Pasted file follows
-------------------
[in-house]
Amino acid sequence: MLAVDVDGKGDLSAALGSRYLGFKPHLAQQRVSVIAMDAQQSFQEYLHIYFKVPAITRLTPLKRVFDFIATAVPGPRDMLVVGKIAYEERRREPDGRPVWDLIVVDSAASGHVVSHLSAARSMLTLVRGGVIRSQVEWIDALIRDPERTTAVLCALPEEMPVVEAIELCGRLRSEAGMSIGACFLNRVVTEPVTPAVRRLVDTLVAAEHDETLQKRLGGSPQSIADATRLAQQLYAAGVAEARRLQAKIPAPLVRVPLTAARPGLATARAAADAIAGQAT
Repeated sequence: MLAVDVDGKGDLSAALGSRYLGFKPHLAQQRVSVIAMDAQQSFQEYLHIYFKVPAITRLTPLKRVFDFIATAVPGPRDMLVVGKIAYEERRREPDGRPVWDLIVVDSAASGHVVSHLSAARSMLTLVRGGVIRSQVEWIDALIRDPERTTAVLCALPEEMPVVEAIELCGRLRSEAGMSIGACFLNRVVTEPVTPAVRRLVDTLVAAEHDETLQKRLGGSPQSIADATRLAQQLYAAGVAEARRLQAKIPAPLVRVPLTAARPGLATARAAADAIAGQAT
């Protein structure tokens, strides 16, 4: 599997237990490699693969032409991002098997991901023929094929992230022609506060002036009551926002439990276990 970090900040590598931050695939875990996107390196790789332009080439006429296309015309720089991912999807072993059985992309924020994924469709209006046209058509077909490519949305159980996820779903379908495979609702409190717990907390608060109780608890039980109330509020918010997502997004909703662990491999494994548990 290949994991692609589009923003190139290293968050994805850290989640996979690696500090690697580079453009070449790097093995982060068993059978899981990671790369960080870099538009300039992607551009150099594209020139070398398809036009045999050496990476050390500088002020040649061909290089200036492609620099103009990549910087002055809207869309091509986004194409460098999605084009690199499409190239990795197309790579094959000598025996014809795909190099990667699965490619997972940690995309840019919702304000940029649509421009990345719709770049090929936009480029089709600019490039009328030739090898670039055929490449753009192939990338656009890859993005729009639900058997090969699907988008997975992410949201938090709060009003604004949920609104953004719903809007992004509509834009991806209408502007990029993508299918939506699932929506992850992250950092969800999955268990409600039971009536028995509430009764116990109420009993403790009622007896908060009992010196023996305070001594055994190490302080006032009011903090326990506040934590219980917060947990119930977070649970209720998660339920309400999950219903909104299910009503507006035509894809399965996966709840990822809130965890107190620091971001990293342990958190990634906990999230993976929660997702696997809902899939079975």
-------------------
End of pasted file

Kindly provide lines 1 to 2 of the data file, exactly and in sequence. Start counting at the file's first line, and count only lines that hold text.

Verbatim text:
[in-house]
Amino acid sequence: MLAVDVDGKGDLSAALGSRYLGFKPHLAQQRVSVIAMDAQQSFQEYLHIYFKVPAITRLTPLKRVFDFIATAVPGPRDMLVVGKIAYEERRREPDGRPVWDLIVVDSAASGHVVSHLSAARSMLTLVRGGVIRSQVEWIDALIRDPERTTAVLCALPEEMPVVEAIELCGRLRSEAGMSIGACFLNRVVTEPVTPAVRRLVDTLVAAEHDETLQKRLGGSPQSIADATRLAQQLYAAGVAEARRLQAKIPAPLVRVPLTAARPGLATARAAADAIAGQAT